August 3, 2010
While researching meat consumption and production in China last month, I visited two farms that have installed large-scale biogas digesters. These intriguing, bulbous contraptions capture animal waste, prevent pollution, make use of a renewable source of energy (methane), and transform the icky stuff into a rich fertilizer for crops. Biogas digestion has not been widely used by farmers in the U.S. (for reasons I’m still trying to understand) but has long been part of China’s rural energy strategy: the government estimates that today some 35 million small farmers have small-scale digesters installed in their backyards, a figure reflecting decades of work to distribute them. China has been called “biogas capital of the world” and now is making another big push to encourage large-scale farms, which are a key part of the government’s agricultural intensification strategy, to install them too.
How does it work? Well, biogas is a byproduct of the fermentation of waste. Micro-organisms go to work in anaerobic conditions, though I understand some digesters operate under aerobic conditions. As the bacteria work their way through the waste, they kill off the pathogens, and release a mixture of gas heavy on methane with a touch of carbon dioxide. That gas can then be used to power a stove, a farm, and can even go back into the grid if there’s enough of it and the transmission lines are set up.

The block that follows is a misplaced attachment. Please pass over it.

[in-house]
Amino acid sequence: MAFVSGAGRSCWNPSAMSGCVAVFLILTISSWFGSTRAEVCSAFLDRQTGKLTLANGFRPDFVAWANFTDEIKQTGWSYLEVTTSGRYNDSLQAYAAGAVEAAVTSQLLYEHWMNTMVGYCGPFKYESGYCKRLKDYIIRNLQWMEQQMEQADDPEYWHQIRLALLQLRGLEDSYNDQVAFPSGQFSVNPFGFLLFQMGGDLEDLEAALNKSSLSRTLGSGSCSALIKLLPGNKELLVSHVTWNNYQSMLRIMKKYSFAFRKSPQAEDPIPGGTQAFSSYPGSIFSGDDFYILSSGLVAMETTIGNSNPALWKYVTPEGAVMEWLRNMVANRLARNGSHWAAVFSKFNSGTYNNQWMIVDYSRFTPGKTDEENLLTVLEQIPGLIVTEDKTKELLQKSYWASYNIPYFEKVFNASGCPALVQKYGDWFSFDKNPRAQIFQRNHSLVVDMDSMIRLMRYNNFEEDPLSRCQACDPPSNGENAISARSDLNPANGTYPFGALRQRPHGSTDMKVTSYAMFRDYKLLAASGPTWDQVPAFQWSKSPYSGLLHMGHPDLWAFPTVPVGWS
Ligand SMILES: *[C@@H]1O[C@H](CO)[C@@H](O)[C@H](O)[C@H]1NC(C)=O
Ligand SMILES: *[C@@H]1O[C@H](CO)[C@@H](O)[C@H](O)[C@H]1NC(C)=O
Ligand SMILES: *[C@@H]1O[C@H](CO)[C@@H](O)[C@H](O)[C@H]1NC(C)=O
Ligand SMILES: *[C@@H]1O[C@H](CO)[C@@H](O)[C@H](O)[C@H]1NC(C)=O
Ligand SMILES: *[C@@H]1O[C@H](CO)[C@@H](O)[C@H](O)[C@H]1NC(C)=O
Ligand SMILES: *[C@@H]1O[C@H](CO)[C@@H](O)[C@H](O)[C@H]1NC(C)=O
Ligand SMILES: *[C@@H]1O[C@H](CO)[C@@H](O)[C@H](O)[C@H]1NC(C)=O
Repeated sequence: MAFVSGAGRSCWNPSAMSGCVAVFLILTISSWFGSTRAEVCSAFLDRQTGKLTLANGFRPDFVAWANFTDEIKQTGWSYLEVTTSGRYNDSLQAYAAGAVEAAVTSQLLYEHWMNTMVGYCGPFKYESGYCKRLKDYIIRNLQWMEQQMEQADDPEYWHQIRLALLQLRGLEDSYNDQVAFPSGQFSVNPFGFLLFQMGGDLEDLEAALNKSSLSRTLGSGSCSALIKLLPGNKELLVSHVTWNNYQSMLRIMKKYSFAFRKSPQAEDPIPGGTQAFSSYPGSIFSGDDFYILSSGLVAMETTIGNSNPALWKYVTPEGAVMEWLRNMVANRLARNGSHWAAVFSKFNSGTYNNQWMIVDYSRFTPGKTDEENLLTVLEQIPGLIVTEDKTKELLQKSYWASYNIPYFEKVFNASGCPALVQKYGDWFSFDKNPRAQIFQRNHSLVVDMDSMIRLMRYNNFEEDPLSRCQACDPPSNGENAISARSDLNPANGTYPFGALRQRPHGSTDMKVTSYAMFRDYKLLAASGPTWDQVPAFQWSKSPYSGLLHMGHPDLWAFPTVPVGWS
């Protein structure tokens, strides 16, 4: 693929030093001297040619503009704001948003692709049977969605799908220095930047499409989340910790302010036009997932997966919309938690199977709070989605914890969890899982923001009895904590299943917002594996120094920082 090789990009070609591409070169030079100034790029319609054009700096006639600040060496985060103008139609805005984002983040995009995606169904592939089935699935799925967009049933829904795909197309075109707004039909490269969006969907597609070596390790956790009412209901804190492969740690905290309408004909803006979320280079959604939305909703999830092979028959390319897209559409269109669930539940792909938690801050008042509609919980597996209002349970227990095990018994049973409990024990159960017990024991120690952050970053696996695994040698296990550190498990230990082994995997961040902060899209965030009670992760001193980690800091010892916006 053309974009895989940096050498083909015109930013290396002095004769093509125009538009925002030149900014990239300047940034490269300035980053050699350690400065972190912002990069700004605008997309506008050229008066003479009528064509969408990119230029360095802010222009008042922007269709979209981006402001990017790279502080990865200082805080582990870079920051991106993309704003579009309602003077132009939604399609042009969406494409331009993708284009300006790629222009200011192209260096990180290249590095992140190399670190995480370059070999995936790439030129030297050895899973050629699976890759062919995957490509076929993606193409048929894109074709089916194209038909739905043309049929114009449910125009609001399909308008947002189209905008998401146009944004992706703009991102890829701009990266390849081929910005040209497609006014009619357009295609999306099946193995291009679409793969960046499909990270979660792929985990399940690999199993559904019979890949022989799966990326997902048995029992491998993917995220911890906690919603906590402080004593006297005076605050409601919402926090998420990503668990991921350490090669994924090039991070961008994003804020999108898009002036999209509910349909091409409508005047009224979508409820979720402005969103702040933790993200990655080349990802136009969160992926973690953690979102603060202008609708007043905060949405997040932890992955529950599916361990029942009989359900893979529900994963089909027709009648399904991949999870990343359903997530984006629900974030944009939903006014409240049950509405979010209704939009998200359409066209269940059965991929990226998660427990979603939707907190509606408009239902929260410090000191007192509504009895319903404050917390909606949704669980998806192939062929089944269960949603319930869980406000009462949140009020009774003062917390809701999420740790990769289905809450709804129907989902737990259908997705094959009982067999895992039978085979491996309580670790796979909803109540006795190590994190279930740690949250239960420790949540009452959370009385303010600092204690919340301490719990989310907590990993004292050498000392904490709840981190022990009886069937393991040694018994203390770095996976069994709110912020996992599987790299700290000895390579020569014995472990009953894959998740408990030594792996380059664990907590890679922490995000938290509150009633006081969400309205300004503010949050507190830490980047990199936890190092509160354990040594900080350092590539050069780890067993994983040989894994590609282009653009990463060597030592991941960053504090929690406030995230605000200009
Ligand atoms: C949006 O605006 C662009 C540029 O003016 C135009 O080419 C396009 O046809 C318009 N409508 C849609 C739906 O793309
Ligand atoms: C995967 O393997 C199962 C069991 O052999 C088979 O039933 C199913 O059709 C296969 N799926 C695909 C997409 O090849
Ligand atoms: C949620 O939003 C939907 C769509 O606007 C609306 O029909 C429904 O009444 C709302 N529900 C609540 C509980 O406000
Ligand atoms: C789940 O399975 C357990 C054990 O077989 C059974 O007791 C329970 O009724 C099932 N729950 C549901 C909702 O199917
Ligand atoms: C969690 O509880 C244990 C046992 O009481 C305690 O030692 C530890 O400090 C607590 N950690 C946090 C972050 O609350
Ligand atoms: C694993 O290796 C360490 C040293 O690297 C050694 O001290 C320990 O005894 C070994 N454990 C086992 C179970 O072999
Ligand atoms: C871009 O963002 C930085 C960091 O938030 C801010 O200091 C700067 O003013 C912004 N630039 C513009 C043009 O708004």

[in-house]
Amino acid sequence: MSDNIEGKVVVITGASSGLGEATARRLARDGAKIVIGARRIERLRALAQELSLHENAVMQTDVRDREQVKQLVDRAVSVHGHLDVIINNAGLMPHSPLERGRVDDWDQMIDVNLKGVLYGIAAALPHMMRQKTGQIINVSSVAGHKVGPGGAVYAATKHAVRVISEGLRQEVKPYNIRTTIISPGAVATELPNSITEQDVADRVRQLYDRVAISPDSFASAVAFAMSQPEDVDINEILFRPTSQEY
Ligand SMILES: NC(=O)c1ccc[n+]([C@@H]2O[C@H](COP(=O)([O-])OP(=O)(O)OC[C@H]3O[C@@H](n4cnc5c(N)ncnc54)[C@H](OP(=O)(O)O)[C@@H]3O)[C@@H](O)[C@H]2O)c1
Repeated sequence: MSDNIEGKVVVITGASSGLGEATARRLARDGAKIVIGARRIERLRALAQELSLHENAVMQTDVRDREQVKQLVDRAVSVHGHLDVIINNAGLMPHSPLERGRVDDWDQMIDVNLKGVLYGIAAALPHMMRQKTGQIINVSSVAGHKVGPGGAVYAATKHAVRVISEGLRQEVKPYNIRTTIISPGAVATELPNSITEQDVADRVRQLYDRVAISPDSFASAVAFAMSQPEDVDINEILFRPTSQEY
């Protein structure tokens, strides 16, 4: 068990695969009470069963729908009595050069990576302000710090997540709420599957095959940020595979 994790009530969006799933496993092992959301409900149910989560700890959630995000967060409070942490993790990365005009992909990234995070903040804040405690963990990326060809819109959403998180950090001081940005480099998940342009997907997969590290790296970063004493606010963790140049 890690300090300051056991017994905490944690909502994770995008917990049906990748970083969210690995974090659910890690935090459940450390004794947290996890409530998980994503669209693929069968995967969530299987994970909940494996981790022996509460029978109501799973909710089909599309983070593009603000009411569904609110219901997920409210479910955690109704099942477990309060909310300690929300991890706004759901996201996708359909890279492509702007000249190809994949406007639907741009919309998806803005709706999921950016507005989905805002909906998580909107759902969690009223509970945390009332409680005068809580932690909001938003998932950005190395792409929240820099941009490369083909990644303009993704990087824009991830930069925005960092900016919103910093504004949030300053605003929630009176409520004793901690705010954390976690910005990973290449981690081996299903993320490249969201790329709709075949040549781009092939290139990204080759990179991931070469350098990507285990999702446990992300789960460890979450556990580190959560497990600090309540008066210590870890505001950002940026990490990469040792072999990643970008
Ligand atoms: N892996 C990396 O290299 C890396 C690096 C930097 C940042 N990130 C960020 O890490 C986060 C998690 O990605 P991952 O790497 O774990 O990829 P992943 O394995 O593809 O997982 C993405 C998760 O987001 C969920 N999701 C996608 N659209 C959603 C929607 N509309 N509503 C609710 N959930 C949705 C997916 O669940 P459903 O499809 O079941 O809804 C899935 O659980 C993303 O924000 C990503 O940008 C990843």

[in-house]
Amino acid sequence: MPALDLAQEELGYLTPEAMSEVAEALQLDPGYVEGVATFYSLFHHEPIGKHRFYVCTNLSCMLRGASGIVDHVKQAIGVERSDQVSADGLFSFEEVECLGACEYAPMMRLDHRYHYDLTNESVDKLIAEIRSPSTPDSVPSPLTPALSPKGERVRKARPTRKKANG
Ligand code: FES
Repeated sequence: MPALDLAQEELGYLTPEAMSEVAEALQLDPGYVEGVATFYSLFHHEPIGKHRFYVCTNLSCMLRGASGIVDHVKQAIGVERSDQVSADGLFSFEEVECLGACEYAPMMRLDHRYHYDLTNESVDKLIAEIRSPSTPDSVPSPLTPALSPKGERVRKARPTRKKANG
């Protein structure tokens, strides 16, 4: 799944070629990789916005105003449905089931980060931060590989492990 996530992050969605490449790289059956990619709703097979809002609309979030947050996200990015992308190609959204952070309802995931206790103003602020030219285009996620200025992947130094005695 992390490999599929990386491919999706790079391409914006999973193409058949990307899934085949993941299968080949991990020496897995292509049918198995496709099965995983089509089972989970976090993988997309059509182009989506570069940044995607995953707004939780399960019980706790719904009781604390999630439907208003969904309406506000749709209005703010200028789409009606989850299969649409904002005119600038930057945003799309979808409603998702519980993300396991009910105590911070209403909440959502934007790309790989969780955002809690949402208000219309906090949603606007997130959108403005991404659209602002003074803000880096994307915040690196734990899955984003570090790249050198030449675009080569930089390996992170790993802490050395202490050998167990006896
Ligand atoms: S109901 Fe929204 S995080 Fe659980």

In my conversations with Chinese farmers and even officials from the Ministry of Agriculture it was difficult to get a handle on exactly how many biogas digesters are in use on industrial-scale farms in China. This is an important question as small farms are increasingly replaced by big farms and farmers grapple with mounting piles of waste that can pollute waterways and contribute to dead zones in the ocean. (According to the Ministry of Agriculture, the volume of livestock and poultry manure increased from 3.8 billion tons in 2000 to 4.8 billion tons in 2008 and is responsible for much of the phosphorus and nitrogen discharges into waterways.) But an article recently published in China Daily cites a discouragingly low number: less than one percent of the 4.2 million large-scale farms for pigs, cattle and chicken use biogas digesters to dispose of livestock waste. I learned that some provincial governments are offering a number of incentives and subsidies — up to 50 percent of the cost of installation in some places — but apparently this coupled with the myriad environmental benefits of using the digester is not enough to lure most farmers.